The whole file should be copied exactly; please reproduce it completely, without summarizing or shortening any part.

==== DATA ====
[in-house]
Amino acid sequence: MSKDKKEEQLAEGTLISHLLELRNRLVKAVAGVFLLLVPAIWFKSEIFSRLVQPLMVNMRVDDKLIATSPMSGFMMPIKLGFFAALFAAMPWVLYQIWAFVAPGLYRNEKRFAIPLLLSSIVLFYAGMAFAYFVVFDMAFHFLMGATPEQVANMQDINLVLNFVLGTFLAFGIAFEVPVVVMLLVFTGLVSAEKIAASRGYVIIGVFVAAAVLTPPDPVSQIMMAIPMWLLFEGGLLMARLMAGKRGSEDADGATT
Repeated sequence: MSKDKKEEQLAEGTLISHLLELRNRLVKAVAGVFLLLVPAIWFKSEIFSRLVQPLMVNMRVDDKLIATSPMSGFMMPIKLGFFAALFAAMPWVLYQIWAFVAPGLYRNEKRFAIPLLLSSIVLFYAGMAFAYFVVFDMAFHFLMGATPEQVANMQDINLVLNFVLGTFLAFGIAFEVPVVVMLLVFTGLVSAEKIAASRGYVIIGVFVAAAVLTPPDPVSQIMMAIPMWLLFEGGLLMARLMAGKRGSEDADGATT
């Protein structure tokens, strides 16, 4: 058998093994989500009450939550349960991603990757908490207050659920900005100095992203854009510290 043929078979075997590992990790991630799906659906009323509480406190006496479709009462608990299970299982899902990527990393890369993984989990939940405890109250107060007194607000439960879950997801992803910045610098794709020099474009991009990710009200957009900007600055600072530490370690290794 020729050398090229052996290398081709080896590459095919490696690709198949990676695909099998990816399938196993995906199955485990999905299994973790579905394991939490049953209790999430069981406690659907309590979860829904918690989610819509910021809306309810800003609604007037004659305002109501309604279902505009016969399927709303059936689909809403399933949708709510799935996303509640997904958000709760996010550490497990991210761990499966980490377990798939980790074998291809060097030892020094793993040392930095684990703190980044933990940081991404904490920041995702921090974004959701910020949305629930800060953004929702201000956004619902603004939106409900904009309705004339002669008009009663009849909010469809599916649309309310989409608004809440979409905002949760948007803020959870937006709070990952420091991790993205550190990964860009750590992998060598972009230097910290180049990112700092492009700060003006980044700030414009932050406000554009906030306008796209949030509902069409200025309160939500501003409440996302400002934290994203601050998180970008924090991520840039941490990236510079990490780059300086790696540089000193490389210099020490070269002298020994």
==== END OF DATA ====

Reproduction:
[in-house]
Amino acid sequence: MSKDKKEEQLAEGTLISHLLELRNRLVKAVAGVFLLLVPAIWFKSEIFSRLVQPLMVNMRVDDKLIATSPMSGFMMPIKLGFFAALFAAMPWVLYQIWAFVAPGLYRNEKRFAIPLLLSSIVLFYAGMAFAYFVVFDMAFHFLMGATPEQVANMQDINLVLNFVLGTFLAFGIAFEVPVVVMLLVFTGLVSAEKIAASRGYVIIGVFVAAAVLTPPDPVSQIMMAIPMWLLFEGGLLMARLMAGKRGSEDADGATT
Repeated sequence: MSKDKKEEQLAEGTLISHLLELRNRLVKAVAGVFLLLVPAIWFKSEIFSRLVQPLMVNMRVDDKLIATSPMSGFMMPIKLGFFAALFAAMPWVLYQIWAFVAPGLYRNEKRFAIPLLLSSIVLFYAGMAFAYFVVFDMAFHFLMGATPEQVANMQDINLVLNFVLGTFLAFGIAFEVPVVVMLLVFTGLVSAEKIAASRGYVIIGVFVAAAVLTPPDPVSQIMMAIPMWLLFEGGLLMARLMAGKRGSEDADGATT
């Protein structure tokens, strides 16, 4: 058998093994989500009450939550349960991603990757908490207050659920900005100095992203854009510290 043929078979075997590992990790991630799906659906009323509480406190006496479709009462608990299970299982899902990527990393890369993984989990939940405890109250107060007194607000439960879950997801992803910045610098794709020099474009991009990710009200957009900007600055600072530490370690290794 020729050398090229052996290398081709080896590459095919490696690709198949990676695909099998990816399938196993995906199955485990999905299994973790579905394991939490049953209790999430069981406690659907309590979860829904918690989610819509910021809306309810800003609604007037004659305002109501309604279902505009016969399927709303059936689909809403399933949708709510799935996303509640997904958000709760996010550490497990991210761990499966980490377990798939980790074998291809060097030892020094793993040392930095684990703190980044933990940081991404904490920041995702921090974004959701910020949305629930800060953004929702201000956004619902603004939106409900904009309705004339002669008009009663009849909010469809599916649309309310989409608004809440979409905002949760948007803020959870937006709070990952420091991790993205550190990964860009750590992998060598972009230097910290180049990112700092492009700060003006980044700030414009932050406000554009906030306008796209949030509902069409200025309160939500501003409440996302400002934290994203601050998180970008924090991520840039941490990236510079990490780059300086790696540089000193490389210099020490070269002298020994």